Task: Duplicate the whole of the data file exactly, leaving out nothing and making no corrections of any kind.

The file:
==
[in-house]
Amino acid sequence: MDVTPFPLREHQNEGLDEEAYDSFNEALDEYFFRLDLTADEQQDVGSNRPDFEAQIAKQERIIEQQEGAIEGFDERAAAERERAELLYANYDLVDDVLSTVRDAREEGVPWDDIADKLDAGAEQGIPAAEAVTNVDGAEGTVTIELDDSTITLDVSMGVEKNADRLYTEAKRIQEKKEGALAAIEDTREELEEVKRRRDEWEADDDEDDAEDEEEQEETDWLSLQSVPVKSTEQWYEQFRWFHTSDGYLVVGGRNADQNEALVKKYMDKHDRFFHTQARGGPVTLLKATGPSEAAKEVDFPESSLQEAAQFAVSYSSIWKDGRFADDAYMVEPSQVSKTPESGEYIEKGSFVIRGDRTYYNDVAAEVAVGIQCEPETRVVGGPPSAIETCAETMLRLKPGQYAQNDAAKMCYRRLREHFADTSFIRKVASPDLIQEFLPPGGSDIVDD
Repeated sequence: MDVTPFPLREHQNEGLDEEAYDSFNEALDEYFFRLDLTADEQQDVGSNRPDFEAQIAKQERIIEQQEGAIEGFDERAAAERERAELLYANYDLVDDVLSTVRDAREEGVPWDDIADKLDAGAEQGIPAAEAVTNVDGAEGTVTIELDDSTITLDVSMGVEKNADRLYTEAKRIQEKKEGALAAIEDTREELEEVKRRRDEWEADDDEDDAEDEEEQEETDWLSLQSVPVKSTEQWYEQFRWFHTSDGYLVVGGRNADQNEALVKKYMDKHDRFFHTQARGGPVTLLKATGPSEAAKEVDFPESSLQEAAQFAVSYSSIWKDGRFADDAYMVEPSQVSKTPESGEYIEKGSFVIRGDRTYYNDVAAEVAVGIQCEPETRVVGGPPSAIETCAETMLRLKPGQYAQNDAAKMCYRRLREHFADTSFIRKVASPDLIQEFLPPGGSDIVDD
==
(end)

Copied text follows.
[in-house]
Amino acid sequence: MDVTPFPLREHQNEGLDEEAYDSFNEALDEYFFRLDLTADEQQDVGSNRPDFEAQIAKQERIIEQQEGAIEGFDERAAAERERAELLYANYDLVDDVLSTVRDAREEGVPWDDIADKLDAGAEQGIPAAEAVTNVDGAEGTVTIELDDSTITLDVSMGVEKNADRLYTEAKRIQEKKEGALAAIEDTREELEEVKRRRDEWEADDDEDDAEDEEEQEETDWLSLQSVPVKSTEQWYEQFRWFHTSDGYLVVGGRNADQNEALVKKYMDKHDRFFHTQARGGPVTLLKATGPSEAAKEVDFPESSLQEAAQFAVSYSSIWKDGRFADDAYMVEPSQVSKTPESGEYIEKGSFVIRGDRTYYNDVAAEVAVGIQCEPETRVVGGPPSAIETCAETMLRLKPGQYAQNDAAKMCYRRLREHFADTSFIRKVASPDLIQEFLPPGGSDIVDD
Repeated sequence: MDVTPFPLREHQNEGLDEEAYDSFNEALDEYFFRLDLTADEQQDVGSNRPDFEAQIAKQERIIEQQEGAIEGFDERAAAERERAELLYANYDLVDDVLSTVRDAREEGVPWDDIADKLDAGAEQGIPAAEAVTNVDGAEGTVTIELDDSTITLDVSMGVEKNADRLYTEAKRIQEKKEGALAAIEDTREELEEVKRRRDEWEADDDEDDAEDEEEQEETDWLSLQSVPVKSTEQWYEQFRWFHTSDGYLVVGGRNADQNEALVKKYMDKHDRFFHTQARGGPVTLLKATGPSEAAKEVDFPESSLQEAAQFAVSYSSIWKDGRFADDAYMVEPSQVSKTPESGEYIEKGSFVIRGDRTYYNDVAAEVAVGIQCEPETRVVGGPPSAIETCAETMLRLKPGQYAQNDAAKMCYRRLREHFADTSFIRKVASPDLIQEFLPPGGSDIVDD